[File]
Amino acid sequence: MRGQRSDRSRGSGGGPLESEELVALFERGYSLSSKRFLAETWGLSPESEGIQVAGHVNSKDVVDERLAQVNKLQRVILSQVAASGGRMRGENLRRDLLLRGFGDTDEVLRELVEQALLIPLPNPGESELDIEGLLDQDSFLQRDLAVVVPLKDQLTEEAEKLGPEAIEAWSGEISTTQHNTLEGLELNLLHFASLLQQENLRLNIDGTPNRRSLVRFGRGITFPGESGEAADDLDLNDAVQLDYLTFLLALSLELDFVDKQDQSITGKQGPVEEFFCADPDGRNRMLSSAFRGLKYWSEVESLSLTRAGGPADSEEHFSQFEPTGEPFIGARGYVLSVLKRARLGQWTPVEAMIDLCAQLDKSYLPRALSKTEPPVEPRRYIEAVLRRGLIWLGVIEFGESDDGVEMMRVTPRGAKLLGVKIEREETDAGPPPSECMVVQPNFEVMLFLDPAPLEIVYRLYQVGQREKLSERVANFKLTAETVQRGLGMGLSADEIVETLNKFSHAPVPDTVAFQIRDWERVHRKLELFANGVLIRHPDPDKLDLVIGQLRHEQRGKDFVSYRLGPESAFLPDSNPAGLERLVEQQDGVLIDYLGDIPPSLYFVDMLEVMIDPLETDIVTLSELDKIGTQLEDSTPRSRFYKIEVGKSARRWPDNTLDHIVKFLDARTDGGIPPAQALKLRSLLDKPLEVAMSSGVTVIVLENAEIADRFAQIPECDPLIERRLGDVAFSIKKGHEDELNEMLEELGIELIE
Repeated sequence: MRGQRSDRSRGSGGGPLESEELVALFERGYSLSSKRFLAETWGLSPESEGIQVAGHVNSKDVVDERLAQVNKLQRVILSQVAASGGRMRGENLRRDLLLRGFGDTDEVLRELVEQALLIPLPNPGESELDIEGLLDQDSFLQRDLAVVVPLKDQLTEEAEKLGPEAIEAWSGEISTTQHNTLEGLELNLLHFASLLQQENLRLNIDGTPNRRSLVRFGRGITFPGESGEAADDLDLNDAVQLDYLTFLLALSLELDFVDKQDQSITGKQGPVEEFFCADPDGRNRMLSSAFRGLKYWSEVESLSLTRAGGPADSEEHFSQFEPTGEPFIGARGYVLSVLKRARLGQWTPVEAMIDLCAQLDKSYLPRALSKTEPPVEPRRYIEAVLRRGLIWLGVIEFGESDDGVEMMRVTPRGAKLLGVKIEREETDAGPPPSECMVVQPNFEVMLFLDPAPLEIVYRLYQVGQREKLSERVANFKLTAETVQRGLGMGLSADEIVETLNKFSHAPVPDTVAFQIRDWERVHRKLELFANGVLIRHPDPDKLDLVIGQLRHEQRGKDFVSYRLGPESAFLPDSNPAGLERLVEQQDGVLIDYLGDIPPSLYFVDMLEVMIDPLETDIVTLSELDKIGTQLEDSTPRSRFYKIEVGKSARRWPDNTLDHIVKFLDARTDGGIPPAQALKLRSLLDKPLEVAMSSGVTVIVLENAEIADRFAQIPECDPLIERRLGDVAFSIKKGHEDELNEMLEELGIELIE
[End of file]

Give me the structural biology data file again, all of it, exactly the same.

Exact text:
Amino acid sequence: MRGQRSDRSRGSGGGPLESEELVALFERGYSLSSKRFLAETWGLSPESEGIQVAGHVNSKDVVDERLAQVNKLQRVILSQVAASGGRMRGENLRRDLLLRGFGDTDEVLRELVEQALLIPLPNPGESELDIEGLLDQDSFLQRDLAVVVPLKDQLTEEAEKLGPEAIEAWSGEISTTQHNTLEGLELNLLHFASLLQQENLRLNIDGTPNRRSLVRFGRGITFPGESGEAADDLDLNDAVQLDYLTFLLALSLELDFVDKQDQSITGKQGPVEEFFCADPDGRNRMLSSAFRGLKYWSEVESLSLTRAGGPADSEEHFSQFEPTGEPFIGARGYVLSVLKRARLGQWTPVEAMIDLCAQLDKSYLPRALSKTEPPVEPRRYIEAVLRRGLIWLGVIEFGESDDGVEMMRVTPRGAKLLGVKIEREETDAGPPPSECMVVQPNFEVMLFLDPAPLEIVYRLYQVGQREKLSERVANFKLTAETVQRGLGMGLSADEIVETLNKFSHAPVPDTVAFQIRDWERVHRKLELFANGVLIRHPDPDKLDLVIGQLRHEQRGKDFVSYRLGPESAFLPDSNPAGLERLVEQQDGVLIDYLGDIPPSLYFVDMLEVMIDPLETDIVTLSELDKIGTQLEDSTPRSRFYKIEVGKSARRWPDNTLDHIVKFLDARTDGGIPPAQALKLRSLLDKPLEVAMSSGVTVIVLENAEIADRFAQIPECDPLIERRLGDVAFSIKKGHEDELNEMLEELGIELIE
Repeated sequence: MRGQRSDRSRGSGGGPLESEELVALFERGYSLSSKRFLAETWGLSPESEGIQVAGHVNSKDVVDERLAQVNKLQRVILSQVAASGGRMRGENLRRDLLLRGFGDTDEVLRELVEQALLIPLPNPGESELDIEGLLDQDSFLQRDLAVVVPLKDQLTEEAEKLGPEAIEAWSGEISTTQHNTLEGLELNLLHFASLLQQENLRLNIDGTPNRRSLVRFGRGITFPGESGEAADDLDLNDAVQLDYLTFLLALSLELDFVDKQDQSITGKQGPVEEFFCADPDGRNRMLSSAFRGLKYWSEVESLSLTRAGGPADSEEHFSQFEPTGEPFIGARGYVLSVLKRARLGQWTPVEAMIDLCAQLDKSYLPRALSKTEPPVEPRRYIEAVLRRGLIWLGVIEFGESDDGVEMMRVTPRGAKLLGVKIEREETDAGPPPSECMVVQPNFEVMLFLDPAPLEIVYRLYQVGQREKLSERVANFKLTAETVQRGLGMGLSADEIVETLNKFSHAPVPDTVAFQIRDWERVHRKLELFANGVLIRHPDPDKLDLVIGQLRHEQRGKDFVSYRLGPESAFLPDSNPAGLERLVEQQDGVLIDYLGDIPPSLYFVDMLEVMIDPLETDIVTLSELDKIGTQLEDSTPRSRFYKIEVGKSARRWPDNTLDHIVKFLDARTDGGIPPAQALKLRSLLDKPLEVAMSSGVTVIVLENAEIADRFAQIPECDPLIERRLGDVAFSIKKGHEDELNEMLEELGIELIE